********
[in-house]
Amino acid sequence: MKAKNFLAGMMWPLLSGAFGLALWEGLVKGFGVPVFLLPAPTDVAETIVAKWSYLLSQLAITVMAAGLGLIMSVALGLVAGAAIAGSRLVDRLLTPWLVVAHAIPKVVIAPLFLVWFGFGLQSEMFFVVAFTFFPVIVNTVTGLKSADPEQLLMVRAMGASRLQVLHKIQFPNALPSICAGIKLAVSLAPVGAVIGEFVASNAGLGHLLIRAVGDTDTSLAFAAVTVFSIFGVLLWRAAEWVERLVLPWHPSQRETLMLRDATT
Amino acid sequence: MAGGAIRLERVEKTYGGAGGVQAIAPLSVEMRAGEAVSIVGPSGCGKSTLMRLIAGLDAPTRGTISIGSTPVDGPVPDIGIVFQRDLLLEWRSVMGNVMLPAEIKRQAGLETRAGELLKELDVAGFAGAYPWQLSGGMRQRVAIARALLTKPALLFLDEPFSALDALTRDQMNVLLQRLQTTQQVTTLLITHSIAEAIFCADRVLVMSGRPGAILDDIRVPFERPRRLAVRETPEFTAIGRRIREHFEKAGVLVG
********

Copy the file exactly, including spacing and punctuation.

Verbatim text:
[in-house]
Amino acid sequence: MKAKNFLAGMMWPLLSGAFGLALWEGLVKGFGVPVFLLPAPTDVAETIVAKWSYLLSQLAITVMAAGLGLIMSVALGLVAGAAIAGSRLVDRLLTPWLVVAHAIPKVVIAPLFLVWFGFGLQSEMFFVVAFTFFPVIVNTVTGLKSADPEQLLMVRAMGASRLQVLHKIQFPNALPSICAGIKLAVSLAPVGAVIGEFVASNAGLGHLLIRAVGDTDTSLAFAAVTVFSIFGVLLWRAAEWVERLVLPWHPSQRETLMLRDATT
Amino acid sequence: MAGGAIRLERVEKTYGGAGGVQAIAPLSVEMRAGEAVSIVGPSGCGKSTLMRLIAGLDAPTRGTISIGSTPVDGPVPDIGIVFQRDLLLEWRSVMGNVMLPAEIKRQAGLETRAGELLKELDVAGFAGAYPWQLSGGMRQRVAIARALLTKPALLFLDEPFSALDALTRDQMNVLLQRLQTTQQVTTLLITHSIAEAIFCADRVLVMSGRPGAILDDIRVPFERPRRLAVRETPEFTAIGRRIREHFEKAGVLVG